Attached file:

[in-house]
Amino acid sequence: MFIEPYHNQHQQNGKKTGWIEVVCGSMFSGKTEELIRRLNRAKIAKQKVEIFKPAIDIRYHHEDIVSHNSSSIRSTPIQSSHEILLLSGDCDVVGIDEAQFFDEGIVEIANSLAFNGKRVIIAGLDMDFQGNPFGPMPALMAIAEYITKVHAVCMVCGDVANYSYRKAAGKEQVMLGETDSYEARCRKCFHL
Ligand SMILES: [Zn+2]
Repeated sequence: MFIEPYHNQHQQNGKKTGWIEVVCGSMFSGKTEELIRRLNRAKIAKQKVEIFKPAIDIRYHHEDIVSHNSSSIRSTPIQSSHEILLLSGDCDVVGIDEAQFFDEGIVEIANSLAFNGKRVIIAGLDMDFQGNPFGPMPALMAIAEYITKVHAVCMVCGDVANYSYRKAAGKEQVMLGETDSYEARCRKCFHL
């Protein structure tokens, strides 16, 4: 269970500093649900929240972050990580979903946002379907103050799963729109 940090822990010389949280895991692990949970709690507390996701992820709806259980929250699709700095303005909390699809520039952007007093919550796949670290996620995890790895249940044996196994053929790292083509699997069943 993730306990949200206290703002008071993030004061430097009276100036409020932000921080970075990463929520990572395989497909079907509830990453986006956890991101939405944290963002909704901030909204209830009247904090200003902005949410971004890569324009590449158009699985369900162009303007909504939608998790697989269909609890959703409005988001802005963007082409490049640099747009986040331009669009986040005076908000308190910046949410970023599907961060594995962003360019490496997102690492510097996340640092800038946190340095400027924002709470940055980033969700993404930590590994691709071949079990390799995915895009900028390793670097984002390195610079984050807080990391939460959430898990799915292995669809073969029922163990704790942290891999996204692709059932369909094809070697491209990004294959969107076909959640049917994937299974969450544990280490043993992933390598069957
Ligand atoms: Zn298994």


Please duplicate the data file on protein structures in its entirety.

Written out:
[in-house]
Amino acid sequence: MFIEPYHNQHQQNGKKTGWIEVVCGSMFSGKTEELIRRLNRAKIAKQKVEIFKPAIDIRYHHEDIVSHNSSSIRSTPIQSSHEILLLSGDCDVVGIDEAQFFDEGIVEIANSLAFNGKRVIIAGLDMDFQGNPFGPMPALMAIAEYITKVHAVCMVCGDVANYSYRKAAGKEQVMLGETDSYEARCRKCFHL
Ligand SMILES: [Zn+2]
Repeated sequence: MFIEPYHNQHQQNGKKTGWIEVVCGSMFSGKTEELIRRLNRAKIAKQKVEIFKPAIDIRYHHEDIVSHNSSSIRSTPIQSSHEILLLSGDCDVVGIDEAQFFDEGIVEIANSLAFNGKRVIIAGLDMDFQGNPFGPMPALMAIAEYITKVHAVCMVCGDVANYSYRKAAGKEQVMLGETDSYEARCRKCFHL
């Protein structure tokens, strides 16, 4: 269970500093649900929240972050990580979903946002379907103050799963729109 940090822990010389949280895991692990949970709690507390996701992820709806259980929250699709700095303005909390699809520039952007007093919550796949670290996620995890790895249940044996196994053929790292083509699997069943 993730306990949200206290703002008071993030004061430097009276100036409020932000921080970075990463929520990572395989497909079907509830990453986006956890991101939405944290963002909704901030909204209830009247904090200003902005949410971004890569324009590449158009699985369900162009303007909504939608998790697989269909609890959703409005988001802005963007082409490049640099747009986040331009669009986040005076908000308190910046949410970023599907961060594995962003360019490496997102690492510097996340640092800038946190340095400027924002709470940055980033969700993404930590590994691709071949079990390799995915895009900028390793670097984002390195610079984050807080990391939460959430898990799915292995669809073969029922163990704790942290891999996204692709059932369909094809070697491209990004294959969107076909959640049917994937299974969450544990280490043993992933390598069957
Ligand atoms: Zn298994």